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2022 Federal Budget: 3 key metrics that matter when analysing your media coverage

15 March, 2022

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Sharing your response to the Federal Budget announcement is only one piece of the puzzle when it comes to your budget PR strategy. If you’re looking to take it one step further to better understand the impact of your response, then it’s important to measure the success of your media coverage around the Federal Budget.

To do this, there are three key metrics no matter the size of your organisation that you can apply to your coverage that will determine the quality of that coverage.


1. Sentiment

Sentiment is the assessment of how a reasonable reader would rate the mention of a company or organisation within a media article, segment or post. 

In the context of the Federal Budget, it is important to evaluate the sentiment towards your organisation specifically, not the sentiment of the news item overall. Media coverage around the budget is often opinionated or backed by stakeholders, so focus on how your organisation is represented and the sentiment of your organisation within each media article or segment.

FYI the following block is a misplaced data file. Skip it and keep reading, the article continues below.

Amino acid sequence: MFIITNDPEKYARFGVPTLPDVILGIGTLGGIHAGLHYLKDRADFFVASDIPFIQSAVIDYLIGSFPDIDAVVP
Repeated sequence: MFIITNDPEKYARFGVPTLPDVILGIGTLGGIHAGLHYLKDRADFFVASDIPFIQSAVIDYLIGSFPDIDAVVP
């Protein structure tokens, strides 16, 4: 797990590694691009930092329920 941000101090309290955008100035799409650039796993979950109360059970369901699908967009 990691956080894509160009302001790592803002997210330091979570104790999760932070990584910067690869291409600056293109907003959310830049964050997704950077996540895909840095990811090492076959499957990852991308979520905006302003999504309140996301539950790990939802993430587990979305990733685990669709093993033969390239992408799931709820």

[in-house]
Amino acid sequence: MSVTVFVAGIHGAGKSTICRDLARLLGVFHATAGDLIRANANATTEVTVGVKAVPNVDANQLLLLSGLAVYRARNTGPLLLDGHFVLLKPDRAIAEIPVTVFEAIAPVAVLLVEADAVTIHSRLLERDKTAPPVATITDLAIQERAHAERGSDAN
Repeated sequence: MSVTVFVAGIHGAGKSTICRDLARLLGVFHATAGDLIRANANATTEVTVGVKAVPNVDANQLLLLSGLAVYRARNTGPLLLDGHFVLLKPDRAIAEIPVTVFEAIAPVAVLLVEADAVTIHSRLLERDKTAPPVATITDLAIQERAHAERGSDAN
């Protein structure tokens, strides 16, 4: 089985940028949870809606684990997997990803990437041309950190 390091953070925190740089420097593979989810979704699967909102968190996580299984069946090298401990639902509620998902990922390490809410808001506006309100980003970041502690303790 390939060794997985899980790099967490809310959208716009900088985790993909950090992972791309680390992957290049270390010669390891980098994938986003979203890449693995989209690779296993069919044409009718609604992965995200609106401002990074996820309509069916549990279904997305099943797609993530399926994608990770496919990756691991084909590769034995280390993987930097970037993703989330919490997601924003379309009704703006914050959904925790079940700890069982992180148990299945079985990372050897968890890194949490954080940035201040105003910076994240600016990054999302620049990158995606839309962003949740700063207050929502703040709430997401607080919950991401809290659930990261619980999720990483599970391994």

2. Prominence

How prominently a business, organisation or issue is mentioned or featured in a media item.

Were you a major focus of the story or were you a voice among many? Prominence is an important layer of analysis to apply on top of sentiment to determine how strong your brand presence is. Consider the placement of your organisation within the article and the focus of the story to better understand the impact of the article on your media strategy.


3. Key Message Delivery

A metric used to determine whether a key message has been successfully delivered in a media item, often presented as a percentage of total coverage.

Were your messages successfully delivered in the media coverage? Your response to the Federal Budget likely included a number of messages that you would like to convey so make sure you assess which messages appeared in coverage, and how many times were they delivered. And conversely, which messages didn’t appear in coverage. Often some of the most valuable insights can come from what didn’t happen as well as what did.


There are of course many more metrics that you can evaluate your coverage against, but these three qualitative measures form a great baseline to evaluate the quality and performance of your media activities. Use these metrics to take your reporting from simply counting your coverage to evaluating the quality and impact of your coverage to better inform your strategy moving forward.


Want to explore more metrics and key terms used in media analysis? Download our free Media Analysis Glossary!

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